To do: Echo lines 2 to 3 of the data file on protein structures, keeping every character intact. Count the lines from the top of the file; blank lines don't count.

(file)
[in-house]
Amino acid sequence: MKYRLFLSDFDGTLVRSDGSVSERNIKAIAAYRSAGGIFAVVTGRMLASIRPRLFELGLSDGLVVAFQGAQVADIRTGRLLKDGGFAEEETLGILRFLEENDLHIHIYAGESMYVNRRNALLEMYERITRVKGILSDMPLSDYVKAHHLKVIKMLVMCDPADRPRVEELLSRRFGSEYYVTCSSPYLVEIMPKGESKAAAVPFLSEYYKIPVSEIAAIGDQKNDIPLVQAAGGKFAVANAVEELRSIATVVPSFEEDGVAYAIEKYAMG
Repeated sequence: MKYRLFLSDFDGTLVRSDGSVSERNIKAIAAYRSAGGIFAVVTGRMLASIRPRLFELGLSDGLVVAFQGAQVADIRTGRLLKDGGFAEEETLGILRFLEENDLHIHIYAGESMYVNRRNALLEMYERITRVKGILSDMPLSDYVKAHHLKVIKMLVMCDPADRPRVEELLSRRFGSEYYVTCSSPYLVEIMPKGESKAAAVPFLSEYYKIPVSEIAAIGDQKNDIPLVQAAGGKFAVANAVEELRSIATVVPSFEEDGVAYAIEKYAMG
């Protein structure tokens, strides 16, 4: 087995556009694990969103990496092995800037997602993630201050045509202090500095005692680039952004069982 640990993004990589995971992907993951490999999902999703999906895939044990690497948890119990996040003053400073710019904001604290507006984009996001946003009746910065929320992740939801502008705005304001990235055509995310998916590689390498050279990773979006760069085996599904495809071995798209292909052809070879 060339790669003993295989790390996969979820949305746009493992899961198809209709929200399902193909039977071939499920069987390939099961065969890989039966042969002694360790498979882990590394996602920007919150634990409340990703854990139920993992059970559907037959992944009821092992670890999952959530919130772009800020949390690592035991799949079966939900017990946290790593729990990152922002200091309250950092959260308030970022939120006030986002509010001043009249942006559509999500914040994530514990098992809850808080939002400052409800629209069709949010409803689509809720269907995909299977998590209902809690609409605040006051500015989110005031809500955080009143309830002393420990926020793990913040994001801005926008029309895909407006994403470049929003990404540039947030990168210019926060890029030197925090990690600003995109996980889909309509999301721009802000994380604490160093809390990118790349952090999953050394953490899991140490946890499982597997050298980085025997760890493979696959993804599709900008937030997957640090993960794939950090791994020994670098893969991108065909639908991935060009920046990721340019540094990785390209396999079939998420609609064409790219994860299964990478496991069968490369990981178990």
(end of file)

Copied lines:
Amino acid sequence: MKYRLFLSDFDGTLVRSDGSVSERNIKAIAAYRSAGGIFAVVTGRMLASIRPRLFELGLSDGLVVAFQGAQVADIRTGRLLKDGGFAEEETLGILRFLEENDLHIHIYAGESMYVNRRNALLEMYERITRVKGILSDMPLSDYVKAHHLKVIKMLVMCDPADRPRVEELLSRRFGSEYYVTCSSPYLVEIMPKGESKAAAVPFLSEYYKIPVSEIAAIGDQKNDIPLVQAAGGKFAVANAVEELRSIATVVPSFEEDGVAYAIEKYAMG
Repeated sequence: MKYRLFLSDFDGTLVRSDGSVSERNIKAIAAYRSAGGIFAVVTGRMLASIRPRLFELGLSDGLVVAFQGAQVADIRTGRLLKDGGFAEEETLGILRFLEENDLHIHIYAGESMYVNRRNALLEMYERITRVKGILSDMPLSDYVKAHHLKVIKMLVMCDPADRPRVEELLSRRFGSEYYVTCSSPYLVEIMPKGESKAAAVPFLSEYYKIPVSEIAAIGDQKNDIPLVQAAGGKFAVANAVEELRSIATVVPSFEEDGVAYAIEKYAMG